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Aid Schools—But Expect Them To Spend More Responsibly

27.10.2020 9:00

Congress should carefully assess what schools need and then be sure to give them the dollars they require. But it’s not too much to ask that educational leaders demonstrate that they’re spending funds wisely and well.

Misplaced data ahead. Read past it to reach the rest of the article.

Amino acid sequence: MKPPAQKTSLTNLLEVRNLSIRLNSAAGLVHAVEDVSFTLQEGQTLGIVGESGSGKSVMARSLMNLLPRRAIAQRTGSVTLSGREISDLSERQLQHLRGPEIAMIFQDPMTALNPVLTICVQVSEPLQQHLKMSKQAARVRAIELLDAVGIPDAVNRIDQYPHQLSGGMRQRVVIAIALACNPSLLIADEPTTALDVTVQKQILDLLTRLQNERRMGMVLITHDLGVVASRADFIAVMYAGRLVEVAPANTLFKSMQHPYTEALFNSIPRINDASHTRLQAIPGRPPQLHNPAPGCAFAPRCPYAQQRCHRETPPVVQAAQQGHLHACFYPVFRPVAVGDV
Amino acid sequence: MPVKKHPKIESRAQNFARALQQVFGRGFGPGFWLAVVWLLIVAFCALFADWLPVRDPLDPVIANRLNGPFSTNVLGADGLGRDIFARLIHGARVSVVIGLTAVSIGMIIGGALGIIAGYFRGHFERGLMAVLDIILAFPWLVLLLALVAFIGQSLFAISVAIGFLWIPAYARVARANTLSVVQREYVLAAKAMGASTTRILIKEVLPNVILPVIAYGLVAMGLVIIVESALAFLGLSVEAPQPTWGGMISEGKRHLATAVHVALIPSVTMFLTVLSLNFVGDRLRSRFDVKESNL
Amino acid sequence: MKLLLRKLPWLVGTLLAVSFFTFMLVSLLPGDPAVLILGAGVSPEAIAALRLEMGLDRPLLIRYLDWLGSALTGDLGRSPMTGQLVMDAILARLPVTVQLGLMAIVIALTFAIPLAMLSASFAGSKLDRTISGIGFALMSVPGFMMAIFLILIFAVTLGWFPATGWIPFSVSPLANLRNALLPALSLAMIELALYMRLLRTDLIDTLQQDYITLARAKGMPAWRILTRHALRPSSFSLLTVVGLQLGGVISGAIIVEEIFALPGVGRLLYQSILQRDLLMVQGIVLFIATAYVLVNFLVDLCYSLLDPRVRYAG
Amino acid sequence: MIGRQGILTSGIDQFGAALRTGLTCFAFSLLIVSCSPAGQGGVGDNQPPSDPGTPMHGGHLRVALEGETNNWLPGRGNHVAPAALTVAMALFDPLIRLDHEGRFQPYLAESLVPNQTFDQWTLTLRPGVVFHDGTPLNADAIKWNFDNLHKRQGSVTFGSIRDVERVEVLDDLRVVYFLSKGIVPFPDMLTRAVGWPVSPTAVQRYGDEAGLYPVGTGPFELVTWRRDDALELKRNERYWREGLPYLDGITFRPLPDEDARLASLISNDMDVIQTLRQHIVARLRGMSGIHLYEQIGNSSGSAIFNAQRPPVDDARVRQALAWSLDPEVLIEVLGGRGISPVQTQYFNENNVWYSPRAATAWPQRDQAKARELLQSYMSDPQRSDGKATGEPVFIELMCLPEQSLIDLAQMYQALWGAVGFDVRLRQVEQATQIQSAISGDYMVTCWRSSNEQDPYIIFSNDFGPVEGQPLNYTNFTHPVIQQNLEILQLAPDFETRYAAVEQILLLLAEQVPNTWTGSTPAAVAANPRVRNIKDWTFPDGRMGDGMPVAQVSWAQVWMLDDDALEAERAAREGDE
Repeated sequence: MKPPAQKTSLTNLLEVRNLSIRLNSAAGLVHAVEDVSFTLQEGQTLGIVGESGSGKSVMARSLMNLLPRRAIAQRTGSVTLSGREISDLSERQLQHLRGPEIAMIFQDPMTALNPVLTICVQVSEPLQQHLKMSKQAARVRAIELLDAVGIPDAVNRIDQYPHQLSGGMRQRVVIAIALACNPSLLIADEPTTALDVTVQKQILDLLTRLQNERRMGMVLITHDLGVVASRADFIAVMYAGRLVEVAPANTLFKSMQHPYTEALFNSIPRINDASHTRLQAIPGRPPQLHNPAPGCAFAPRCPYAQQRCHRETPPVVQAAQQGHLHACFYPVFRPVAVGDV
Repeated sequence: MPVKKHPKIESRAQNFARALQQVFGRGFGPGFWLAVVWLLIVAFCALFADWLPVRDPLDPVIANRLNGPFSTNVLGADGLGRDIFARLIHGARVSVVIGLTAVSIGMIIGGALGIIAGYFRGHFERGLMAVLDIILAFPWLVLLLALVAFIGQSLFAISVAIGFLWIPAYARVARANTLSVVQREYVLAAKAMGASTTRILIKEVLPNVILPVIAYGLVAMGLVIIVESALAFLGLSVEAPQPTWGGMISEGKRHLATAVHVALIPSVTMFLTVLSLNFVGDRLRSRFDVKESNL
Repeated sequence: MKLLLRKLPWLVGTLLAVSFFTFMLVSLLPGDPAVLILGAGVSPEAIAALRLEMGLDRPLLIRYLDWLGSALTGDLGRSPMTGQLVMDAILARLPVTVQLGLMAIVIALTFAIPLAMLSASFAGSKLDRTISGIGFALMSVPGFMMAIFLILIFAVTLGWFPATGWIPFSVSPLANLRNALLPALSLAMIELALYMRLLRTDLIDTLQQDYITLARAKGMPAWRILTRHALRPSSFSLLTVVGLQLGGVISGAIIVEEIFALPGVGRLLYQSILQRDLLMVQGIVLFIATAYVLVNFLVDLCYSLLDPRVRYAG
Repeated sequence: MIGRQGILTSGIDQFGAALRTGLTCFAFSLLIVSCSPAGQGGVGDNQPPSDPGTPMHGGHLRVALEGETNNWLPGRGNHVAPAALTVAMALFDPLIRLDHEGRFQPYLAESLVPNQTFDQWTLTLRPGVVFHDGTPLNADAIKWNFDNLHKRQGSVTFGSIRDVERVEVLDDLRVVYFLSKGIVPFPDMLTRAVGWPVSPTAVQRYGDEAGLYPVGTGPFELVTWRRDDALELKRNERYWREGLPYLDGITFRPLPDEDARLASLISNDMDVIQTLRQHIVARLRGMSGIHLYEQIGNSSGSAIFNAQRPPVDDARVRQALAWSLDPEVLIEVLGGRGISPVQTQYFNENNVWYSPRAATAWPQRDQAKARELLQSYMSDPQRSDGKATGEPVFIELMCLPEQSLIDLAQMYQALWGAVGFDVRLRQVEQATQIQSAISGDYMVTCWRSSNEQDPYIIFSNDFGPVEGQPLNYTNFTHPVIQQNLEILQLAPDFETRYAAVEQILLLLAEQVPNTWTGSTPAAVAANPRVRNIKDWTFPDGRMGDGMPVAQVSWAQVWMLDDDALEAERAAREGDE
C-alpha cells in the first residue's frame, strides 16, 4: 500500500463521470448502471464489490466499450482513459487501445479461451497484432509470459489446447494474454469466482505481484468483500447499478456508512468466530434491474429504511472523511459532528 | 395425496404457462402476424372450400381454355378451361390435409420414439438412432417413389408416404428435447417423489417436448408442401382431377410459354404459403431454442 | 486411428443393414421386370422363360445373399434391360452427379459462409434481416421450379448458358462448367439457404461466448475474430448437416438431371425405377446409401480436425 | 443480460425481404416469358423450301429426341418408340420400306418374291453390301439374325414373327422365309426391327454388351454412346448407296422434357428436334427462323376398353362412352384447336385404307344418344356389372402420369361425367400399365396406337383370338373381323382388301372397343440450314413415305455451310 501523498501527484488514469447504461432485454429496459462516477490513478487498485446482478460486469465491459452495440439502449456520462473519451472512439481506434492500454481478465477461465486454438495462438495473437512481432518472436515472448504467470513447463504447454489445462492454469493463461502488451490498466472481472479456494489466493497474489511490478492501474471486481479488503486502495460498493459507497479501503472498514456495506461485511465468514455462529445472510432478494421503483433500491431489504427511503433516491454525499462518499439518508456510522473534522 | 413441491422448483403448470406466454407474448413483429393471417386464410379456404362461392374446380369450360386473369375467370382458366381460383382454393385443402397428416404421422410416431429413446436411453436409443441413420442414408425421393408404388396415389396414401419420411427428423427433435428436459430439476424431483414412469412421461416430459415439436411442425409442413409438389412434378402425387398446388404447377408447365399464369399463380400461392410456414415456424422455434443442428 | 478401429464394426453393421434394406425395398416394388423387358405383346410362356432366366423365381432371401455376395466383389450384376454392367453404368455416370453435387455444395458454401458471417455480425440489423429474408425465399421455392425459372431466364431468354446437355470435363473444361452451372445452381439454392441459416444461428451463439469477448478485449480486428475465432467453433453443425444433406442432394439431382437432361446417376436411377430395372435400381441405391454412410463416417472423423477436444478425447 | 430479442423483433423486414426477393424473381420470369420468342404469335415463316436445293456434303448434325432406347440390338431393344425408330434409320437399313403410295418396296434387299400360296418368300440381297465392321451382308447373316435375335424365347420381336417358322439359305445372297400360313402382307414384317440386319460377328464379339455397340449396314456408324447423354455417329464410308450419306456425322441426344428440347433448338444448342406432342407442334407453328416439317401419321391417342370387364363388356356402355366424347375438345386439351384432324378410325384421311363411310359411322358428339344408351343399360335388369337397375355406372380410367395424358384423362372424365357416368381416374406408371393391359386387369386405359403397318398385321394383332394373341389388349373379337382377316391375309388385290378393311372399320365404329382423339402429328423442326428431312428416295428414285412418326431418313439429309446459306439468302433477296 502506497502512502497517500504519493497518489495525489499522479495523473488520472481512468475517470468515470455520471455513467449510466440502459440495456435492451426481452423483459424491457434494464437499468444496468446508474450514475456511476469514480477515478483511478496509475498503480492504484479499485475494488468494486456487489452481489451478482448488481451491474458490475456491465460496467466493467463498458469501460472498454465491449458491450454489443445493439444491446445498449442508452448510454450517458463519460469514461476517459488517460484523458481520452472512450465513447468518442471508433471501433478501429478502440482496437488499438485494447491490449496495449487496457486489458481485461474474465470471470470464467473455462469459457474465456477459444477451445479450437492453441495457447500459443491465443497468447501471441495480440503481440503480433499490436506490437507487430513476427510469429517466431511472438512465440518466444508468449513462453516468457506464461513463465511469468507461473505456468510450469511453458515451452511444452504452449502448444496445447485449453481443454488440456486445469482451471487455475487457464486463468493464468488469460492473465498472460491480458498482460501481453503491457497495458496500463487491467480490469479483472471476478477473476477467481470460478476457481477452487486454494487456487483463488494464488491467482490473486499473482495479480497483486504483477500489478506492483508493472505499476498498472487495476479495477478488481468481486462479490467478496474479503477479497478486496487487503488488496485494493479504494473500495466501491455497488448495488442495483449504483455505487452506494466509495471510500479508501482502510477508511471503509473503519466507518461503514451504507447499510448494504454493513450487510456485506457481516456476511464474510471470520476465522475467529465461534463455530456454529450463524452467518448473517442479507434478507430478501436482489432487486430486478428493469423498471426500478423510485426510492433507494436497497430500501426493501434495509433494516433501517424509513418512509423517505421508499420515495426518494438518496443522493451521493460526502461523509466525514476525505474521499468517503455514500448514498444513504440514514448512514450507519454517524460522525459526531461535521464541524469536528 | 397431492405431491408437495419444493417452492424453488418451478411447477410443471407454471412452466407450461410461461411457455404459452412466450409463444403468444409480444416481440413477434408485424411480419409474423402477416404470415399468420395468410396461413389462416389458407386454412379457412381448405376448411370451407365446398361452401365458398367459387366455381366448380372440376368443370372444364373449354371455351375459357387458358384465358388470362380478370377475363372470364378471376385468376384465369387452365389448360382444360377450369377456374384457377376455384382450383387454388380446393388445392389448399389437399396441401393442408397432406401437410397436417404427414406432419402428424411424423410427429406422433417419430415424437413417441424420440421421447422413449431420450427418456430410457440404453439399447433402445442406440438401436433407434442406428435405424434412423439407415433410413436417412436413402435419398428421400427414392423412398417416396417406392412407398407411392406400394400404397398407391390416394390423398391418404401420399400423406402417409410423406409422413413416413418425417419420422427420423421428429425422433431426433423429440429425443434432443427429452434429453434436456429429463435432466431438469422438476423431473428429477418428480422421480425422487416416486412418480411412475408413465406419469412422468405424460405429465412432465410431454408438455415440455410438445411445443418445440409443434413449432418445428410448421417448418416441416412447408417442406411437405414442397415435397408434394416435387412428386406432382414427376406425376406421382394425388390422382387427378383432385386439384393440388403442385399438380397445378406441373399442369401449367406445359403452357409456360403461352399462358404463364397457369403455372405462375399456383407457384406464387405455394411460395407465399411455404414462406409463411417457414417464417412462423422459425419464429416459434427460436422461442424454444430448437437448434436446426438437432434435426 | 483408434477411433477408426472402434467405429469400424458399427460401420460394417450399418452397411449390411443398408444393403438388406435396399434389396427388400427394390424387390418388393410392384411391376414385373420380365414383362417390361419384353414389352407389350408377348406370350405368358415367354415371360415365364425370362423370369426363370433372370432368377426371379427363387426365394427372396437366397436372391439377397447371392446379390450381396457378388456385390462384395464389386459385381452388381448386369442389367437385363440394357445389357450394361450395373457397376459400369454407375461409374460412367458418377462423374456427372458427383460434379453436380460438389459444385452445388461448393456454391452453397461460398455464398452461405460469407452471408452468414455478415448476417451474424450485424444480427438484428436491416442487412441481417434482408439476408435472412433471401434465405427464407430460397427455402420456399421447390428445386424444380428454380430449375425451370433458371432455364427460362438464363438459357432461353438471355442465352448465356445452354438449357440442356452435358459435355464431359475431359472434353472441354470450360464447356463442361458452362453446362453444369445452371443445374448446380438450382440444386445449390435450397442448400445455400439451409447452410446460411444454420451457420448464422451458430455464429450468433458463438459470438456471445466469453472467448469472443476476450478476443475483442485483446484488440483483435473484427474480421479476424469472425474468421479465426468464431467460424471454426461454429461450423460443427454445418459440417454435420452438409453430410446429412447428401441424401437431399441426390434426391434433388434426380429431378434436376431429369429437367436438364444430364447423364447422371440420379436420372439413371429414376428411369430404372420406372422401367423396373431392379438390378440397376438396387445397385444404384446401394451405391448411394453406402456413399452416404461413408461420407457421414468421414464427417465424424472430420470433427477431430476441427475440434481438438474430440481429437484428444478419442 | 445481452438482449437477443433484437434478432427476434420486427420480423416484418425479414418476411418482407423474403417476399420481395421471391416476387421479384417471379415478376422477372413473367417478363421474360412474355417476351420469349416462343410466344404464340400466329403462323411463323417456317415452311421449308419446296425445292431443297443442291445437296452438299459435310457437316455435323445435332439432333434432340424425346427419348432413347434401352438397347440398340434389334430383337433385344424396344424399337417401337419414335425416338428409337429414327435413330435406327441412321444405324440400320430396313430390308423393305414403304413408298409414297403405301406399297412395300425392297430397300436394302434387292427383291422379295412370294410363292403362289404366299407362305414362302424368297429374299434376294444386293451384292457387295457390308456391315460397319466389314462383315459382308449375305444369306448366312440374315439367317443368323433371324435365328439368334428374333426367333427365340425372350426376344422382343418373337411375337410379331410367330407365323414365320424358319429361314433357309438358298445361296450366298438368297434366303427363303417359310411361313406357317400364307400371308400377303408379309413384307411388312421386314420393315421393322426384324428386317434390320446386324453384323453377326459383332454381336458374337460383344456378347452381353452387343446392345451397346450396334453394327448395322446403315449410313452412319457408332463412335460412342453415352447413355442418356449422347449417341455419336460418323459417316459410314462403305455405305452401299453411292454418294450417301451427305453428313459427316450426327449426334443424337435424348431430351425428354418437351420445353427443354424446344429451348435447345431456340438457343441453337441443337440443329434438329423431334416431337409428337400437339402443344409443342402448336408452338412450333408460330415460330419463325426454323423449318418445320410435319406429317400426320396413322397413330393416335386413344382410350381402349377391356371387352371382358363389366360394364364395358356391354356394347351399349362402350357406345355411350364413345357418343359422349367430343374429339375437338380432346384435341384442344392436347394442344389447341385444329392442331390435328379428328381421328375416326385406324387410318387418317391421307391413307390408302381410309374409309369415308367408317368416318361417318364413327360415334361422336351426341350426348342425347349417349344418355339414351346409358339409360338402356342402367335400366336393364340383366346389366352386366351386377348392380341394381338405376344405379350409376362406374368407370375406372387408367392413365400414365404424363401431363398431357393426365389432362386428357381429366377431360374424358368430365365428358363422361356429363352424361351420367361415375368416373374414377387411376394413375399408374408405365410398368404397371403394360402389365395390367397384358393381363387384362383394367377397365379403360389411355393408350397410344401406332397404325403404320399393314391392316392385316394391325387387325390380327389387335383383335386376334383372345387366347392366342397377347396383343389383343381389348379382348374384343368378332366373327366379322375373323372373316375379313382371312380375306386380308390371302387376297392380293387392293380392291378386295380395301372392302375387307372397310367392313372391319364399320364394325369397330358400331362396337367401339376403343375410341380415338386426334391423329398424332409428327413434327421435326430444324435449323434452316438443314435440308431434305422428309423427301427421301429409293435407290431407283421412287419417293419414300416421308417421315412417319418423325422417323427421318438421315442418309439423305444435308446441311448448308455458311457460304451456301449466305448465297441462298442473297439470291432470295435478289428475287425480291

Tags: Congress
From: www.forbes.com

Republicans are on the verge of a spectacular upside-down achievement

27.10.2020 5:57